Inspired by the recent snowfall and power outage, coupled with my impending birthday, I have become a bit reflective. I now realize a few crucial points about the person I am – in the cold weather…
I may love watching Little House on the Prairie - but I do not in any way want to live like Laura Ingalls in the 21st Century. I like my heat cranked up, television, Pandora music and light switches.
Most of my parenting life is ruled by having to change at a moment’s notice. There are many daily situations that I am very go with the flow – except when it comes to losing power. I lose all sense of…sense. I hate waiting on the unknown of, “When the frick am I going to be able to take a hot shower??!!” I hate losing power in my home. It makes my home cold, and uncertain and lonely and a place I don’t want to be. This then makes me sad because I love my home, so I feel betrayed. And cold and edgy. And then I am at the mercy of some repair person and I have to wait God knows how long for my gosh-darn heat to come back. And then I yell at the girls, making me feel guilty and like a bad mother. A cold, shivering, edgy, guilty, bad mother.
I don’t really care for the smell of a fireplace in my house. To me, a fireplace is a dirty, smoky, pain in the ass. There, I said it. I’d give you my fireplace if I could. I know this goes against the hallmarks of living in New England, and all of the seasonal, “Oh, the weather outside is frightful, but inside it’s so delightful.” And when the weather gets blustery, people up here just love putting another log on the fire and getting cozy. Not me. I’ll just turn up the heat, thank you very much. I enjoy a fire enough if I am at someone else’s house or in some ye olde rustic setting, but not in the living room of my ranch house. When I was growing up in New York the local television station, WPIX, would show a loop of the Yule Log burning away on Christmas Eve. That’s my idea of a fireplace in my home.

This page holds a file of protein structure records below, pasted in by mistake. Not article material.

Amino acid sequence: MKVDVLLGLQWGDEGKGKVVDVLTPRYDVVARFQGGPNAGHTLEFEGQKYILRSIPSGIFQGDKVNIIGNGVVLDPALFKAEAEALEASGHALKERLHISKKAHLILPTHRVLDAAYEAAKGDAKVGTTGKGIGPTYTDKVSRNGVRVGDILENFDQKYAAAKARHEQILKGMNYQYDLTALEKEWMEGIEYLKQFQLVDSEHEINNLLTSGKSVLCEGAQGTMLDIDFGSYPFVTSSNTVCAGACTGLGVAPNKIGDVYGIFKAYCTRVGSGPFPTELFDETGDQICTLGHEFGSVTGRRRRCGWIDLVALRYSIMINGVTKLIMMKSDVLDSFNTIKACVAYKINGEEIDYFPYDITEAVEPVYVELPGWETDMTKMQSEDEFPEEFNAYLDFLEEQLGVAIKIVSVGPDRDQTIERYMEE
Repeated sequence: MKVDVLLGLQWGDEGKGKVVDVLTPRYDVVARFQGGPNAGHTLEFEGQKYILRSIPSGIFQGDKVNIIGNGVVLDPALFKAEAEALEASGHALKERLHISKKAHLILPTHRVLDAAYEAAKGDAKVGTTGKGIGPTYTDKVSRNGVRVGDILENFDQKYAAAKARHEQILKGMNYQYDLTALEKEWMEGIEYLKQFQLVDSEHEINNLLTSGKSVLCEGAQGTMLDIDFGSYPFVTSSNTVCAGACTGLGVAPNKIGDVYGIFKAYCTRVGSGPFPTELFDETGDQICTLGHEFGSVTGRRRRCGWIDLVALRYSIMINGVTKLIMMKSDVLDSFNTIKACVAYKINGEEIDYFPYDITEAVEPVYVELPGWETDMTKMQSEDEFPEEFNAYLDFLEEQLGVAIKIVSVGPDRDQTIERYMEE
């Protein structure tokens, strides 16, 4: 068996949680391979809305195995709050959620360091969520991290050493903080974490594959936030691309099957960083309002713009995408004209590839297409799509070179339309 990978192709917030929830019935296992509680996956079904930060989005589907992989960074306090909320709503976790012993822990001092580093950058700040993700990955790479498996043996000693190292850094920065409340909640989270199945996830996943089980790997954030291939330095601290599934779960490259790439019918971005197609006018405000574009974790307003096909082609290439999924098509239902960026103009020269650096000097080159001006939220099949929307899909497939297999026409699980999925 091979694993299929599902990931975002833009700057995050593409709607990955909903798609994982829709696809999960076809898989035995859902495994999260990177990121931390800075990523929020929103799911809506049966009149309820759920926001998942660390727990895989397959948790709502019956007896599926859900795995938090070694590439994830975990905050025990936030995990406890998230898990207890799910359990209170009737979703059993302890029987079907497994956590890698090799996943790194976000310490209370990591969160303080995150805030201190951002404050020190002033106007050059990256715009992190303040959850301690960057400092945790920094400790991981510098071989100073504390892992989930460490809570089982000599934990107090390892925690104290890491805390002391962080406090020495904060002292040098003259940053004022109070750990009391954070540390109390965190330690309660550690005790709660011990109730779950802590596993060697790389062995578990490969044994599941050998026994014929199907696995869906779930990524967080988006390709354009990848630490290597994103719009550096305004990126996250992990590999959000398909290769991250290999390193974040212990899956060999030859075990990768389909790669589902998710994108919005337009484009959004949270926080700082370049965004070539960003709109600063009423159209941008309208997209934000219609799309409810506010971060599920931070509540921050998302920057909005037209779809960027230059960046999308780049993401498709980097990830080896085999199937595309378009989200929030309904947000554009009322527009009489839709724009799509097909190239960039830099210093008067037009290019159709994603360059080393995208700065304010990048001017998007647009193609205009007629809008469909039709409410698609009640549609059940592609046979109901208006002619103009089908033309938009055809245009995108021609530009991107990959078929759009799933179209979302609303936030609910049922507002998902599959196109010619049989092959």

I am not a hardy New Englander. So in the colder months I will continue to remember the advice that a friend who is Swedish said to me, and I hold it dear in my New York heart – “There is no bad weather, only bad clothing.”
Excuse me while I go buy some more silk long underwear and furry outerwear that I will keep on until May.